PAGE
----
My most recent bad take on distinguishing fantasy from science fiction used a simple case of judging a book by its cover. If the title used type with serifs then it was (probably) fantasy and if it used sans-serif then it was probably science fiction (or at least marketed as such).
The Goodreads semifinalists have been announced (http://file770.com/goodreads-choice-awards-2020-semifinalists/ ) and that present a perfect opportunity to test the serif-fantasy-spotting algorithm.
I count 14 out of 20 with serifs, 6 without and one (Seanan McGuire’s) which is hard to classify but which I put in serifed.
The genre defying works are:
- Magic for Liars by Sarah Gailey
- Storm Cursed by Patricia Briggs
- The Dragon Republic by R.F.Kuang
- A Little Hatred by Joe Abercrombie
- Gods of Jade and Shadow by Silvia Moreno-Garcia
- Black Leopard, Red Wolf by Marlon James
Meanwhile what does science fiction offer?
I count 15 sans-serif titles, 5 serif titles and one (Charlie Jane Anders’s) that is ambiguous but I’m lumping in with the sans-serif (the T’s have serifs and the other letters not so much).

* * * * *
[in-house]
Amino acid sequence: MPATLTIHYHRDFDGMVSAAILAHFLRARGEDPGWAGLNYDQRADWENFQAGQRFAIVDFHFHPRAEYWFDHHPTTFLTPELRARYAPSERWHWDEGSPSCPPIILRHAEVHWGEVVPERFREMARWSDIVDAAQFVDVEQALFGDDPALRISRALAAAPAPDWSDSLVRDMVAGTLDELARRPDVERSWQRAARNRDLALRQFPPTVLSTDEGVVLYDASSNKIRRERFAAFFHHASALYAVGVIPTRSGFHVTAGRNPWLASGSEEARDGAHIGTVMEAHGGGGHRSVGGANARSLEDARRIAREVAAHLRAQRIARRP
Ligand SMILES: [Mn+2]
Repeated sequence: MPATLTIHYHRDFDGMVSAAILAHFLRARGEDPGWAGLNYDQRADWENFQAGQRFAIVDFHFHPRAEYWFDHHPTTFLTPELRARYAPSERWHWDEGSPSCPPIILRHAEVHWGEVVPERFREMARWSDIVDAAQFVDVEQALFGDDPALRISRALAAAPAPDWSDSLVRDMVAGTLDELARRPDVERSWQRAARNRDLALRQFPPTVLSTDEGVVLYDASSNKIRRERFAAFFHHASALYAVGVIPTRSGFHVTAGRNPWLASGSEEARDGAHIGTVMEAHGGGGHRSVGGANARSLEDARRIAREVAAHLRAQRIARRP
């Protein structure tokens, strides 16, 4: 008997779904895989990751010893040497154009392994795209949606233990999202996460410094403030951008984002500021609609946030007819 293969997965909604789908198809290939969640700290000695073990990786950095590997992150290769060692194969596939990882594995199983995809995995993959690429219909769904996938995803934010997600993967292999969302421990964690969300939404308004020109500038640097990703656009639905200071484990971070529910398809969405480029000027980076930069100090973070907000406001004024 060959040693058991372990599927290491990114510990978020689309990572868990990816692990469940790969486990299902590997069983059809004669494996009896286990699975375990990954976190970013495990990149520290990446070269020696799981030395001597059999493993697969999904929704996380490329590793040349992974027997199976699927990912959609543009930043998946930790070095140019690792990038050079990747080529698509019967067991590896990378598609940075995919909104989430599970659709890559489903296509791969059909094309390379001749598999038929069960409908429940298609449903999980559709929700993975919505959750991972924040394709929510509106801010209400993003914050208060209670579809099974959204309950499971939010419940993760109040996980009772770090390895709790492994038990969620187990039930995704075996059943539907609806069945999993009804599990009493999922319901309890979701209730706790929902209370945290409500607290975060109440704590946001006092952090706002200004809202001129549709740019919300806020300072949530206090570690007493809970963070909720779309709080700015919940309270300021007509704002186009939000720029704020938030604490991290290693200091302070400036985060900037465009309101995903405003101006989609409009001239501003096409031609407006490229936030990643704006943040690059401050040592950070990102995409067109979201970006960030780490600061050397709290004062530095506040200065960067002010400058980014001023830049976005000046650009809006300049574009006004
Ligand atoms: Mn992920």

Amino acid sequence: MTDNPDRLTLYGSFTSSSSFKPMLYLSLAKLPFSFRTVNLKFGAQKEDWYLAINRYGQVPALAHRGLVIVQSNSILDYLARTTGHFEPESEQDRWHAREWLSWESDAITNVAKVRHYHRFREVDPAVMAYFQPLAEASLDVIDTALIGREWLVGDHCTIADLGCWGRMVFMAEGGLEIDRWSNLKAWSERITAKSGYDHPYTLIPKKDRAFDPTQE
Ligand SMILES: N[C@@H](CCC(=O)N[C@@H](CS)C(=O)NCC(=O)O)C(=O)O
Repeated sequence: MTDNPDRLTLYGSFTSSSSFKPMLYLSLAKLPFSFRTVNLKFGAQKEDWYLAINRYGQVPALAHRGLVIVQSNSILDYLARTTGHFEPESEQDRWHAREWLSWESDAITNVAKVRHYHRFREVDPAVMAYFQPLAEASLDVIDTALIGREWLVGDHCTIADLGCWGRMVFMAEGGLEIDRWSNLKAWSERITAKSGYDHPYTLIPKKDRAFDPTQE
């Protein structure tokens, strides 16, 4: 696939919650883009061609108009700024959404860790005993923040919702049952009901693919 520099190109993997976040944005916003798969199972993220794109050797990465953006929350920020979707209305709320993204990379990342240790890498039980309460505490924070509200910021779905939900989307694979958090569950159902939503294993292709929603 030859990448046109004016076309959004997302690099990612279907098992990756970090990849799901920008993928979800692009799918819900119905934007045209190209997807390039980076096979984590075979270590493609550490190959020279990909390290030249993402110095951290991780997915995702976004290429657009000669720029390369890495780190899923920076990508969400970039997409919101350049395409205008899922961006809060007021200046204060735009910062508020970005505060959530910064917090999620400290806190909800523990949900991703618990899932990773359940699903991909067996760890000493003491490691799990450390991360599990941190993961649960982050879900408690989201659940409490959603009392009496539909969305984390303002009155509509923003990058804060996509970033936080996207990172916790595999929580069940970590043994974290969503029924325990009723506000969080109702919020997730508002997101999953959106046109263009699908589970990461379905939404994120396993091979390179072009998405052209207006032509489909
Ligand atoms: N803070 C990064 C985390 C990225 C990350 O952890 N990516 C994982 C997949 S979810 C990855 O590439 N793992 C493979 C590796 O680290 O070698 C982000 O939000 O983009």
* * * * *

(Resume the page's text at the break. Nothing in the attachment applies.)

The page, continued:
The genre busting titles are
- Gideon the Ninth by Tamsyn Muir
- This is How You Lose a Time War by Amal El-Mohtar and Max Gladstone
- Dark Age by Pierce Brown
- Thrawn: Treason by Timothy Zahn
- The Deep by Rivers Solomon
So, if you tried to use the rule to classify books by genre while ignoring the content you’d get this table:
||Actually Science Fiction||Actually Fantasy|
That’s effectively terrible. It’s enough to show there’s method in the madness but practically it would be wrong a quarter of the time. Mind you, we should judge a method not just on basic results but how it compares with other methods and I think it holds up quite well compared to other schemes I’ve seen for genre classification. 🙂